At solar maximum, the slow solar wind presents an enhanced helium abundance compared to solar minimum (Aellig et al., 2001; Kasper et al., 2007, 2012). Sanchez-Diaz et al. (2016) found that the yearly average of helium abundance in the slow solar wind is very well correlated with the yearly average in the proton mass flux right above the transition region. This correlation is especially remarkable for the very slow solar wind (V<300 km/s), where the proton flux is especially high. We hypothesized that the helium abundance might be enhanced due to a non-negligible amount of Coulomb collisions between hydrogen and helium when the proton mass flux is so elevated (5 times bigger than at solar minimum and one order of magnitude bigger than in the fast solar wind).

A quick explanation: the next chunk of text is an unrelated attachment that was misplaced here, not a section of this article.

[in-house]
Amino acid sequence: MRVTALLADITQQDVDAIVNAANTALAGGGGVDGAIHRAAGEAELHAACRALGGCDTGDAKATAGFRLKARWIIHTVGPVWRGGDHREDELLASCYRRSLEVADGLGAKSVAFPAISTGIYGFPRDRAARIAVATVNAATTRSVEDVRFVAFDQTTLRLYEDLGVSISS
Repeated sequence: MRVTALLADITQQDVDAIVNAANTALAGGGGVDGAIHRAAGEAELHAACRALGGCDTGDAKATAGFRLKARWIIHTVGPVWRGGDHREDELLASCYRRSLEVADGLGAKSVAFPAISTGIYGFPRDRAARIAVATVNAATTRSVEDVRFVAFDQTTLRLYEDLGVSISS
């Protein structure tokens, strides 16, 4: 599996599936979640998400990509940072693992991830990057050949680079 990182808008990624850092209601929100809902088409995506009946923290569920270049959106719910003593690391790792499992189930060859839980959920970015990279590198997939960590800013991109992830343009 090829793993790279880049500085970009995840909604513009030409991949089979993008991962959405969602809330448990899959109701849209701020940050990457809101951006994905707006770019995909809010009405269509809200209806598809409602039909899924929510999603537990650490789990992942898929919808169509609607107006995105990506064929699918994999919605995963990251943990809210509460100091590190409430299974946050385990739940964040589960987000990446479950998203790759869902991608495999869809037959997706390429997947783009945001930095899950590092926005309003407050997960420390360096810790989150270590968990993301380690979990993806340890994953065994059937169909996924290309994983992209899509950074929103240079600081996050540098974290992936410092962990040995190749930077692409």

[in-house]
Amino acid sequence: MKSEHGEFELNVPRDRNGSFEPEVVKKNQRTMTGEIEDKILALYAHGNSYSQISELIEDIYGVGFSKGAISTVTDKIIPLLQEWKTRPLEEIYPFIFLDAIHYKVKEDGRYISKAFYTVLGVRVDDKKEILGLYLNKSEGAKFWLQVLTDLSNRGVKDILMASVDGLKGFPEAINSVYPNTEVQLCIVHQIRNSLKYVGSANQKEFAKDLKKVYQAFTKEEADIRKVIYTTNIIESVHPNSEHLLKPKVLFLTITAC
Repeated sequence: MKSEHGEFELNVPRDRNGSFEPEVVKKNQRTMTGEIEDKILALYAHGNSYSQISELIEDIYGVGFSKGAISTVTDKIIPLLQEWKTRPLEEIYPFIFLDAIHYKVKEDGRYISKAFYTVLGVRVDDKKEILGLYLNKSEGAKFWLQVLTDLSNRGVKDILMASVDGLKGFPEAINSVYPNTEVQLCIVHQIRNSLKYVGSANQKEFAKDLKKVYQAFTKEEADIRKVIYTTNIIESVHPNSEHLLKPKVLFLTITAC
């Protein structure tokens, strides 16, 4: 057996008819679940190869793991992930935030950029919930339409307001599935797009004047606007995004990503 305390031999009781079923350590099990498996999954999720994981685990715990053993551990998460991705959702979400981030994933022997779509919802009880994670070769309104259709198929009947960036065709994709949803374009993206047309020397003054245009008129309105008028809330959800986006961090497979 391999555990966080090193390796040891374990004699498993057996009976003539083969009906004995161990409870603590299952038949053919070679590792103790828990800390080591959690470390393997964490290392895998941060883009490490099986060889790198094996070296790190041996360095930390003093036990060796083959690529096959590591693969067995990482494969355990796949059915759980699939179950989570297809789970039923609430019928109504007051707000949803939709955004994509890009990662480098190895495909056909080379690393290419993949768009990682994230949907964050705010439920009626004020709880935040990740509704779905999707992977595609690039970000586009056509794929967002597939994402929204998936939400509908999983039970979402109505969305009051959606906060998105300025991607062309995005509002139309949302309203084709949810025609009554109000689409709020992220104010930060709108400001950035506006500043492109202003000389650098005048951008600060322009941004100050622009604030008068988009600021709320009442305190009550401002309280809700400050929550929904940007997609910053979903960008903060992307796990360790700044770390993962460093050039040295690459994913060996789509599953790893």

To explore the role of H to He collisions in the acceleration of He ions, we input the proton temperature and expansion factor profiles resulting from the combination of a Potential Field Source Model (PFSS) and a 1D hydrodynamic solar wind model described in Pinto et al. (2009) into a collisional two fluid model. The model assumes that there is no heating for the helium ions in the very slow solar wind. We evaluate the possible role of Coulomb collisions on the escape of He for a number of different geometries and boundary conditions.